Bile Duct Injury Prevention Requires a New National Training Paradigm Despite Successful Deployment of FLS

Steven D Schwaitzberg, MD, Daniel J Scott, MD, Daniel B Jones, MD, Sophia K McKinley, BA, EdM, Johanna Castrillion, MD, Tina Hunter, PhD, L. Michael Brunt, MD. Harvard Medical School, UT Southwestern School of Medicine, S2 Statistical Solutions, Washington University School of Medicine.

Bile duct injury (BDI) remains the dreaded complication of laparoscopic cholecystectomy (LC) with minimal improvement over the last 2 decades. Although Fundamentals of Laparoscopic Surgery (FLS) certification is now required for new applicants by the American Board of Surgery, the impact of FLS on procedure specific outcomes is unknown. Moreover, the FLS content centers on fundamental education and not procedure specific complication reduction such as BDI, magnifying the importance of understanding the educational impact of FLS on specific case types. This study reviewed the impact of FLS certification and other factors on the incidence of bile duct injury in a large insurance claims database.
Methods: 53,632 LCs were reviewed from Q32009 to Q42010 from a large private payor claims database. Surgeon National Provider Identification (NPI), FLS certification status, ICD-9 and CPT were available for each event. Each record was analyzed for evidence of any major bile duct injury based on associated CPT or ICD-9 data in the claim record. Characteristics of the FLS+ and FLS– surgeon groups were analyzed by a separate reviewer blinded to clinical outcome on a large scale.
Results:1694 LC were performed by FLS+ and 51,938 by FLS- surgeons. 82 BDI were identified: 8 in the FLS+ and 72 in the FLS– group. The FLS+ group had a higher rate of BDI than the FLS– group (.47% vs .14%, p=.0013); however, the FLS+ group was also younger (mean age 38.2 FLS+ vs 50.4 yrs FLS -) had significantly fewer years in practice ( FLS+ = 6.1 vs FLS- =20.7 p=.0012). No other complications showed differences between the groups.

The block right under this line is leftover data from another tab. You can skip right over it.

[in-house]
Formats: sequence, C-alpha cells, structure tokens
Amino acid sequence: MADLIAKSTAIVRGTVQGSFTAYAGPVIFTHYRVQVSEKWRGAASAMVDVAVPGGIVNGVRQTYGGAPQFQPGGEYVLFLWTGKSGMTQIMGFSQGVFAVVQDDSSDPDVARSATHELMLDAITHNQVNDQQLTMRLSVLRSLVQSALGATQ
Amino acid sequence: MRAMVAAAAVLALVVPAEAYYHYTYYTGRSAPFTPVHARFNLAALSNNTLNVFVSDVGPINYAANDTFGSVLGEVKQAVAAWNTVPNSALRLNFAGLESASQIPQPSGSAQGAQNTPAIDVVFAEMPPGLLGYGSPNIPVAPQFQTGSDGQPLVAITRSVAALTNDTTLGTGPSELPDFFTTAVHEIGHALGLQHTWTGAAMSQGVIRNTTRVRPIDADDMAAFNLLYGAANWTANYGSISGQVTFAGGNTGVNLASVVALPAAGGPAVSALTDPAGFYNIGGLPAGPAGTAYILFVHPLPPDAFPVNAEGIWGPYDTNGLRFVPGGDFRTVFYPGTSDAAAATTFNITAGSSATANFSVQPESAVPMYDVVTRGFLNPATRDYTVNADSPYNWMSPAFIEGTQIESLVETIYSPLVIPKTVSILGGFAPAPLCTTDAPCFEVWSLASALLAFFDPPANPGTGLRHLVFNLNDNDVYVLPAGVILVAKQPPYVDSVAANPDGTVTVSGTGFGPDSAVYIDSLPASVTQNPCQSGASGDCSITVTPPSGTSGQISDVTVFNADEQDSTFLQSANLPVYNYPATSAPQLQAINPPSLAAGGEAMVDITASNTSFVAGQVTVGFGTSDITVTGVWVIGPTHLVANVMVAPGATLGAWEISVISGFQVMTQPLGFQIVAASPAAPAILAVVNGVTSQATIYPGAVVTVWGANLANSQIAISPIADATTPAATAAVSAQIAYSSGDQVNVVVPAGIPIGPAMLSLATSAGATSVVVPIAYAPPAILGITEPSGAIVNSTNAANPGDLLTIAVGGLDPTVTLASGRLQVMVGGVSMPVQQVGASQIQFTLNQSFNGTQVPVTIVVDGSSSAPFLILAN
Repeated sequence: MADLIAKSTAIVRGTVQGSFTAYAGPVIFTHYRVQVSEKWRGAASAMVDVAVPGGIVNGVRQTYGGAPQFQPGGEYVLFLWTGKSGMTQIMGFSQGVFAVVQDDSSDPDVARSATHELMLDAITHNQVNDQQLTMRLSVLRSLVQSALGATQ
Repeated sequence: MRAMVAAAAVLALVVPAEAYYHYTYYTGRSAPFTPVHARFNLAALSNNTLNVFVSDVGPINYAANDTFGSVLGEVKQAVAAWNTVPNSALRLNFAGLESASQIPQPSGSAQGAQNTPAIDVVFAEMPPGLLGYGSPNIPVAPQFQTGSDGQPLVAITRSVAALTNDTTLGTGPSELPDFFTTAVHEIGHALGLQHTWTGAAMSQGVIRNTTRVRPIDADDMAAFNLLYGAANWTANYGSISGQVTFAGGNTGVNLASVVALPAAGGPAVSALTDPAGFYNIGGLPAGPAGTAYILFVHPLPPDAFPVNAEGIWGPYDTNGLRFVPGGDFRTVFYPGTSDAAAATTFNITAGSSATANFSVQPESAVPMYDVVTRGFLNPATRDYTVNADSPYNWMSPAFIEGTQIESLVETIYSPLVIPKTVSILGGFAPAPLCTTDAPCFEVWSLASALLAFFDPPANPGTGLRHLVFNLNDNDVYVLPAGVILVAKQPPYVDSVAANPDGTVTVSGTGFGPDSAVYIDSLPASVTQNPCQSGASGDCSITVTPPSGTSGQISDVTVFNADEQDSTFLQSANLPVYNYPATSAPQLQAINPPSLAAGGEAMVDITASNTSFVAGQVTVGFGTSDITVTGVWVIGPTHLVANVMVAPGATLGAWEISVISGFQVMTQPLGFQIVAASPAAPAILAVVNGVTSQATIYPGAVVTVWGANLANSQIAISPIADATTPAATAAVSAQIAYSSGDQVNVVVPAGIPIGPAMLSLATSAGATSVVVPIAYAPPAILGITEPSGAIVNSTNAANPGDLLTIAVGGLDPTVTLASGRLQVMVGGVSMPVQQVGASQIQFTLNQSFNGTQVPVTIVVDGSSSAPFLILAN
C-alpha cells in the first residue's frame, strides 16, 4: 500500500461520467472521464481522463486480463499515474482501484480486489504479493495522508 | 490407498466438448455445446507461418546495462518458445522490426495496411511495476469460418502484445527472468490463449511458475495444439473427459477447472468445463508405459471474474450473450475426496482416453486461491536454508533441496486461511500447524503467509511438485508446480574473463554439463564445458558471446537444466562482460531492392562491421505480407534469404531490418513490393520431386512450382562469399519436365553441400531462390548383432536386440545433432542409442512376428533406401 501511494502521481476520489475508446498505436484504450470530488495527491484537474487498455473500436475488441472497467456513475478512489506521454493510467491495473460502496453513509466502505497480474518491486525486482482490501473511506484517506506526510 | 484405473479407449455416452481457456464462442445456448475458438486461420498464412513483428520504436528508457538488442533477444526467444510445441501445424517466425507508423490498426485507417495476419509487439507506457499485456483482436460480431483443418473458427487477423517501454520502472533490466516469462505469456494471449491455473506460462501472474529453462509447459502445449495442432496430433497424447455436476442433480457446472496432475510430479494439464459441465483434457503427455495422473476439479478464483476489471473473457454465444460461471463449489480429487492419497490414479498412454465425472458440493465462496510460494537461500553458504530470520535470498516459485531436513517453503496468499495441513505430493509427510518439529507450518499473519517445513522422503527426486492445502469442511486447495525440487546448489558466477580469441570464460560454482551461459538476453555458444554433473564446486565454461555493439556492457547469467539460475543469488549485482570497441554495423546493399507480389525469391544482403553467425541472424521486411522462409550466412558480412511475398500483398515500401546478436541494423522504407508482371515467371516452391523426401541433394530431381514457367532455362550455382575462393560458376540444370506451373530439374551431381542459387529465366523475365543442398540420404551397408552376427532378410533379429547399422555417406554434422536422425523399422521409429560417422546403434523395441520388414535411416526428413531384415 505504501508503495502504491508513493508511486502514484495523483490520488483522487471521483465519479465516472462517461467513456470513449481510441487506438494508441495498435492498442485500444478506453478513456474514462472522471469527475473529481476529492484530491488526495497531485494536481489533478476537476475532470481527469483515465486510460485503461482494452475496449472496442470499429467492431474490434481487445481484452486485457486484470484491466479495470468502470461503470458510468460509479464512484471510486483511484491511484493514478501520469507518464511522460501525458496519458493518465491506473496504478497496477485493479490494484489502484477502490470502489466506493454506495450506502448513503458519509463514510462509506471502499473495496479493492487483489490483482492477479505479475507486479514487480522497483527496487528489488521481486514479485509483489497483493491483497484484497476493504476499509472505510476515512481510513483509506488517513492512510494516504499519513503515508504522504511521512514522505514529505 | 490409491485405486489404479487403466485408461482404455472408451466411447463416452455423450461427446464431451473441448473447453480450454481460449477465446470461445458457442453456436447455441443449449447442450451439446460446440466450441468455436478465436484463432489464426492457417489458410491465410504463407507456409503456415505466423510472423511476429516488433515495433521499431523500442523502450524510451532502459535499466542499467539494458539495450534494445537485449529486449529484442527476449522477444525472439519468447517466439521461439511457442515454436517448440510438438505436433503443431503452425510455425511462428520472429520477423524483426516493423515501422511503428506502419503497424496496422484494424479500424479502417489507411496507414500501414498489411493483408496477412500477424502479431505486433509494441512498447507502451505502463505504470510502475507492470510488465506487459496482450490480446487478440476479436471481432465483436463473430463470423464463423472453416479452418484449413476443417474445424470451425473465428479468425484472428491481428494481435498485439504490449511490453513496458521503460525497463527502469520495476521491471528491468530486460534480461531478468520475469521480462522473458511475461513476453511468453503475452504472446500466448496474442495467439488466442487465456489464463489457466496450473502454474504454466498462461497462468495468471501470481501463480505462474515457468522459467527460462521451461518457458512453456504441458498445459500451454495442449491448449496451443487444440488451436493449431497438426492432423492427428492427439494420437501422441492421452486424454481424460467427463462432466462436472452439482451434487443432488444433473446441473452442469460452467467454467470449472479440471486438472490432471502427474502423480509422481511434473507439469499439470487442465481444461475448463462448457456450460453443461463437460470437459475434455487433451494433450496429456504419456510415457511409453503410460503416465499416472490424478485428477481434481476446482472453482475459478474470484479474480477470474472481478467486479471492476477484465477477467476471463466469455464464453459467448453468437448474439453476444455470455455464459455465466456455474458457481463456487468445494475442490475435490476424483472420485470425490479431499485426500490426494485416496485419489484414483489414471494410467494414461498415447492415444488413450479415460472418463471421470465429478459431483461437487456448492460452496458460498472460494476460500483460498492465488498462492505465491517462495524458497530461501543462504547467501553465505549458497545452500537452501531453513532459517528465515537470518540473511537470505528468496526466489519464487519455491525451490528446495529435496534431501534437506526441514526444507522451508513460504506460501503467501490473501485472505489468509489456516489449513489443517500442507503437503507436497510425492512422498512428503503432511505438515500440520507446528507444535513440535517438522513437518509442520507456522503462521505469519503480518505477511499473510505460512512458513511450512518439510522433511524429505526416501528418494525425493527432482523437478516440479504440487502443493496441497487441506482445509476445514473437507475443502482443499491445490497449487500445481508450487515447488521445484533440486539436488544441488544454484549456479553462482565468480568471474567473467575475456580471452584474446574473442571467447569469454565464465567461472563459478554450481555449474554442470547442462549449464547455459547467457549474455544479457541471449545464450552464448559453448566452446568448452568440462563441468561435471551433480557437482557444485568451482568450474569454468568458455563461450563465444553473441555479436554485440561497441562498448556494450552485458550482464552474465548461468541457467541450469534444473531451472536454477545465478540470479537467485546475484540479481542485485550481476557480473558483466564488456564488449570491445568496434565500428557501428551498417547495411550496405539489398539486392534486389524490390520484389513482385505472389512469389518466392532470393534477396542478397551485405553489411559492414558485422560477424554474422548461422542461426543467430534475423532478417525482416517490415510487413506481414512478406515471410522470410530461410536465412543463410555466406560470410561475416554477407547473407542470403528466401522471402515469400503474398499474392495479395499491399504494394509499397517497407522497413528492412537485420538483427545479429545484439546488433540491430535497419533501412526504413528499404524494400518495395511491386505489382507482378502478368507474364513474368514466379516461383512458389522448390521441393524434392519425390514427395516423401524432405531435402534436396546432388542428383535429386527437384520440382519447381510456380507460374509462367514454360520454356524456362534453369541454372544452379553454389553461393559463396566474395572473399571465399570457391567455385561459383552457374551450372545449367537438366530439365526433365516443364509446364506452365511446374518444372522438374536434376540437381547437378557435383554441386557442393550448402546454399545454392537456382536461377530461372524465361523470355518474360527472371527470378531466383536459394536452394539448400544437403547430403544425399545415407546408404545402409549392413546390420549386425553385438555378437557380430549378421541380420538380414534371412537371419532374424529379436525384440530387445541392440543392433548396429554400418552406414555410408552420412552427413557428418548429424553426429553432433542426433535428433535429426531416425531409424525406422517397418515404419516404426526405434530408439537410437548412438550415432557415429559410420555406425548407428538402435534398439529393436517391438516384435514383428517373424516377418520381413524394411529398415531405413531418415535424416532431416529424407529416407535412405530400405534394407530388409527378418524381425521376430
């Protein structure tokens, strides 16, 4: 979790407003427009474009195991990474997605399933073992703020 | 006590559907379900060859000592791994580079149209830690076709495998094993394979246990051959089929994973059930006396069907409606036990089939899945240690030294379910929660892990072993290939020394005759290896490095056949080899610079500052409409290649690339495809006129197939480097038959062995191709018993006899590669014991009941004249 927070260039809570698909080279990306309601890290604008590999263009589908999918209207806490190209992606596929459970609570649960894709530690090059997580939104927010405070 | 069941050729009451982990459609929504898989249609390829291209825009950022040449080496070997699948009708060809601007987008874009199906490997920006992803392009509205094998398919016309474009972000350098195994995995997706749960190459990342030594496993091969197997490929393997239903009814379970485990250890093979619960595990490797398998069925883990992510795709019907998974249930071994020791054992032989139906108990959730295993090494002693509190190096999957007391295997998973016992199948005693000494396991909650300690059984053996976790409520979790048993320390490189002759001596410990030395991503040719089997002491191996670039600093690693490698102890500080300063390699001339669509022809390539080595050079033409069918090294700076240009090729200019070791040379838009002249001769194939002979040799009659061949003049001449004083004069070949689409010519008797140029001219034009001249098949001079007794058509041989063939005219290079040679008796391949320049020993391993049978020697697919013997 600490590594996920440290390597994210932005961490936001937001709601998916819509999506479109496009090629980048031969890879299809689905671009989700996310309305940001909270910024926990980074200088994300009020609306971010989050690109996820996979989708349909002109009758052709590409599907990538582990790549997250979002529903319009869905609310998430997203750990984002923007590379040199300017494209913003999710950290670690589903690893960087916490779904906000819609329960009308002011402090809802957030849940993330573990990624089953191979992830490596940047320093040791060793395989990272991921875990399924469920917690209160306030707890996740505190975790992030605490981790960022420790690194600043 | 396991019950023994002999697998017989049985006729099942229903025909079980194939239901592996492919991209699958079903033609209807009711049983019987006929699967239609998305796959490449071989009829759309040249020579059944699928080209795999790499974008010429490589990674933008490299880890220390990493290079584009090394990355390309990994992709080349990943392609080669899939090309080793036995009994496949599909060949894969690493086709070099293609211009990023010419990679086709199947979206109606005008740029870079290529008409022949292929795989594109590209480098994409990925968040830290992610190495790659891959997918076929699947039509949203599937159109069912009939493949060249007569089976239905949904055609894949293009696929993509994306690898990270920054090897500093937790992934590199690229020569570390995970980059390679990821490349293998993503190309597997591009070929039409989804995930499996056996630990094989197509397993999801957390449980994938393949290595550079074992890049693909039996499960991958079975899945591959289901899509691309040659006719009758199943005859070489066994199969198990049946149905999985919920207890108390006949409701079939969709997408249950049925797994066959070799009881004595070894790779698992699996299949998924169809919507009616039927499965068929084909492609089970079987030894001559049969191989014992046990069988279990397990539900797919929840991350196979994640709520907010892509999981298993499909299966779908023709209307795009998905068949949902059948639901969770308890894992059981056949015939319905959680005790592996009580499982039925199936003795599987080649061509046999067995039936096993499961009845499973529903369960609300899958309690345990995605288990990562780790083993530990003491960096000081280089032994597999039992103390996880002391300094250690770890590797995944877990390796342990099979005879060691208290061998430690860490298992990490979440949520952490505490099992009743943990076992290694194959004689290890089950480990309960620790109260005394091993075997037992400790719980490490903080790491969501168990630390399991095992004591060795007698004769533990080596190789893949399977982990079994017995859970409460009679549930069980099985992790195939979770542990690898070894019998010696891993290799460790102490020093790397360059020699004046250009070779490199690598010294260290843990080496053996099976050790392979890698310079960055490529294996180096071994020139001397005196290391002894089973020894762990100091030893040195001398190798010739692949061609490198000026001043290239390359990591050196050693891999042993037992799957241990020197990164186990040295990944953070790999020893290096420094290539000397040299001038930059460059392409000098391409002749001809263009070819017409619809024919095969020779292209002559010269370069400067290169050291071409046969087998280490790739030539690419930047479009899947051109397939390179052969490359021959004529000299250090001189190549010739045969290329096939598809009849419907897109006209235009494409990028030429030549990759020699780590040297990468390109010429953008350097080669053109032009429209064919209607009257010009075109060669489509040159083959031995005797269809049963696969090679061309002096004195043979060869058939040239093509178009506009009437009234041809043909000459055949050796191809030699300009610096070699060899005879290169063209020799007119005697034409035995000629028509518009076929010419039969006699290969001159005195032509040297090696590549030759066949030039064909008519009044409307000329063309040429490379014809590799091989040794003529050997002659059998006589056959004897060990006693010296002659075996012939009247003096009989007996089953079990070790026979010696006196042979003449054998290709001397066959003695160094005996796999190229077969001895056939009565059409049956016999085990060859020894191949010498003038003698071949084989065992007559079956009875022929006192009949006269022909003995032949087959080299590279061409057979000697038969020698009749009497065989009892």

Conclusion:  Nationally mandated training programs such as FLS  allows for the study of the comparative effectiveness of training on clinical outcome. Although the scientific validity of FLS is well established, there is no content in the program relative to BDI prevention. Our results do suggest that FLS certification seems to offset lack of surgeon experience for general complications of LC, but not for bile duct injury.  Large scale and validated training and assessment programs targeted at BDI prevention are needed if we are to attempt to shorten the pathway to higher levels of proficiency for surgeons performing laparoscopic cholecystectomy.
  

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